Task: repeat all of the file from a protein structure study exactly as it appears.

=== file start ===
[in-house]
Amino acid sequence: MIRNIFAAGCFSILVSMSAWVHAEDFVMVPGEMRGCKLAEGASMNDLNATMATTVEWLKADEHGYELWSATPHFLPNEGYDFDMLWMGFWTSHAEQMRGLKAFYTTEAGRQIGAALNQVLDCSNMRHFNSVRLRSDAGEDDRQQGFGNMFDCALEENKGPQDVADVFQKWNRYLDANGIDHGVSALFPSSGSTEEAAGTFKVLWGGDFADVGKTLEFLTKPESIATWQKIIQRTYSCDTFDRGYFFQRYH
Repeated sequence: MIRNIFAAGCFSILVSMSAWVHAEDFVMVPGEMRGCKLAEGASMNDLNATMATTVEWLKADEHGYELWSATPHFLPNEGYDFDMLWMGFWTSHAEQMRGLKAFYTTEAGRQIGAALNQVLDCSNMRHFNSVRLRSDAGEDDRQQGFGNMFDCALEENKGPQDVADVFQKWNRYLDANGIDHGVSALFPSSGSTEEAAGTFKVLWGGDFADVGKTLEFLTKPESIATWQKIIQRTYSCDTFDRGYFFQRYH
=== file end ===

[in-house]
Amino acid sequence: MIRNIFAAGCFSILVSMSAWVHAEDFVMVPGEMRGCKLAEGASMNDLNATMATTVEWLKADEHGYELWSATPHFLPNEGYDFDMLWMGFWTSHAEQMRGLKAFYTTEAGRQIGAALNQVLDCSNMRHFNSVRLRSDAGEDDRQQGFGNMFDCALEENKGPQDVADVFQKWNRYLDANGIDHGVSALFPSSGSTEEAAGTFKVLWGGDFADVGKTLEFLTKPESIATWQKIIQRTYSCDTFDRGYFFQRYH
Repeated sequence: MIRNIFAAGCFSILVSMSAWVHAEDFVMVPGEMRGCKLAEGASMNDLNATMATTVEWLKADEHGYELWSATPHFLPNEGYDFDMLWMGFWTSHAEQMRGLKAFYTTEAGRQIGAALNQVLDCSNMRHFNSVRLRSDAGEDDRQQGFGNMFDCALEENKGPQDVADVFQKWNRYLDANGIDHGVSALFPSSGSTEEAAGTFKVLWGGDFADVGKTLEFLTKPESIATWQKIIQRTYSCDTFDRGYFFQRYH